Lord Orford died on 2 March 1797. He left to each the sum of £4,000, and to Mary and Agnes jointly, for their lives, the house and garden of Little Strawberry Hill, together with the long meadow in front of it, and all the furniture. He also bequeathed to Robert, Mary, and Agnes Berry, to be divided among them, share and share alike, his printed works, and a box containing manuscripts, to be published at their discretion and for their emolument. In 1798 was published in five quarto volumes the collective edition of the ‘Works of Horace Walpole.’ Nominally edited by Mr. Berry, it was in reality all Mary Berry's doing, save only one brief passage, a reference to herself, in the preface. A comedy in five acts, written by Mary Berry, and entitled ‘Fashionable Friends,’ having been performed with some success at Strawberry Hill (among other amateurs) by Robert Berry and his two daughters, was afterwards, in May 1802, brought out at Drury Lane Theatre, where it was represented for three nights only, and then summarily withdrawn. It failed on the score of its lax morality. Pure-souled woman though she was, she had not shrunk, four years previously, from including among Horace Walpole's works the ‘Mysterious Mother.’ Oddly enough, too, she prefixed to her published play of ‘Fashionable Friends’ a note, imputing it to her dead and buried friend, Horace Walpole! Another dramatic work of her own, a farce called ‘The Martins,’ set down in a manuscript list of her writings, was never produced either in print or on the stage. Immediately before her failure at Drury Lane, Miss Berry had returned from Paris, whither she had gone on her second visit, on the occasion of the peace of Amiens. During her stay she was presented to Napoleon in the palace of the Tuileries. Returning to France 30 October with her sister and father, she went on to Nice, and thence round through Switzerland and Germany, being back again in England in September 1803.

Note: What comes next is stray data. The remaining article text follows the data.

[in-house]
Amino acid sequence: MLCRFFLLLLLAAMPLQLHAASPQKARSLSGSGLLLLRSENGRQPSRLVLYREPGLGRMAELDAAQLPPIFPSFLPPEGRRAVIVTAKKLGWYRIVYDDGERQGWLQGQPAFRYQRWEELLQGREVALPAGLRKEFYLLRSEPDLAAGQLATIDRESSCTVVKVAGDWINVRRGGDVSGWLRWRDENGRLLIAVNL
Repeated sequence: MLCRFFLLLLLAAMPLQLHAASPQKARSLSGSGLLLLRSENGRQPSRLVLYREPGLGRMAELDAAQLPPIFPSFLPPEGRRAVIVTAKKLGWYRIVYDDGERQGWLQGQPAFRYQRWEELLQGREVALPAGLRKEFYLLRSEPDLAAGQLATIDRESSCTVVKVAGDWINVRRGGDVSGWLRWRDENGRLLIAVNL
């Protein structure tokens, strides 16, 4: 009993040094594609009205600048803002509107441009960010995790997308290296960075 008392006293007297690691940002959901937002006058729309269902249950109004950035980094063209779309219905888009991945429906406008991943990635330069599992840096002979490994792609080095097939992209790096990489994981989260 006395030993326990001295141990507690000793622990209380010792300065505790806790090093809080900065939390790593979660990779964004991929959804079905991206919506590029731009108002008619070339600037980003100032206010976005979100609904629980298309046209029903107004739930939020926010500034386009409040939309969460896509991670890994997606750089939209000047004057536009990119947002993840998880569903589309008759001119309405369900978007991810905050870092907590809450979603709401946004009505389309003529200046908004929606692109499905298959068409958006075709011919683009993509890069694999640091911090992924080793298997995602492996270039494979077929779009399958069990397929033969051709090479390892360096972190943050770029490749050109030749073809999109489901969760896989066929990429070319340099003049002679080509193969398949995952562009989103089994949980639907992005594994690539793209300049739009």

Agnes was at this time engaged (probably) to her first cousin, Colonel Ferguson, but the engagement was broken off. In 1810 Mary Berry brought out in four volumes, annotated by herself, the letters of Mme. du Deffand to Horace Walpole between 1766 and 1780, as well as those written by her to Voltaire between 1759 and 1775, all from the French originals at Strawberry Hill. For her editorial labours on this occasion Miss Berry received £200. On 18 May 1817 Robert Berry died of old age at Genoa, and, his brother William's annuity to him of £1,000 a year then ceasing, his two daughters had thenceforth to live upon an annual income of £700. In 1819 Mary Berry brought out ‘Some Account of the Life of Rachel Wriothesley, Lady Russell, followed by a series of Letters from Lady Russell to her husband, Lord William Russell, from 1672 to 1682, together with some Miscellaneous Letters to and from Lady Russell.’ The work was published from the originals in the possession of the Duke of Devonshire. The first volume of her most ambitious work, ‘A comparative View of the Social Life of England and France from the Restoration of Charles the Second to the French Revolution,’ was published in 1828; a second appeared in March 1831, called ‘Social Life in England and France from the French Revolution in 1789 to that of July 1830.’ It was reissued as a collected whole in the complete edition of her ‘Works’ in 1844, with this new title, ‘England and France: a comparative View of the Social Condition of both Countries.’

During her whole life Mary Berry had had but one serious illness, namely, on 16 March 1825, when she was struck down by an all but fatal attack of bilious fever. Death came to her at last very gently at midnight, 20 November 1852, as the result of exhaustion from sheer old age, she being then well on in her ninetieth year. In 1865 was published ‘Extracts from the Journals and Correspondence of Miss Berry from 1783 to 1852, edited by Lady Theresa Lewis.’ Portraits of Mary Berry at different ages, from girlhood to eighty-six, enable us to realise something of her personal charm. Those who would see an effigy of her at her very best should turn to the classic bust of her in white marble sculptured by the Hon. Anne Seymour Damer for Horace Walpole, who regarded it as one of his most precious treasures.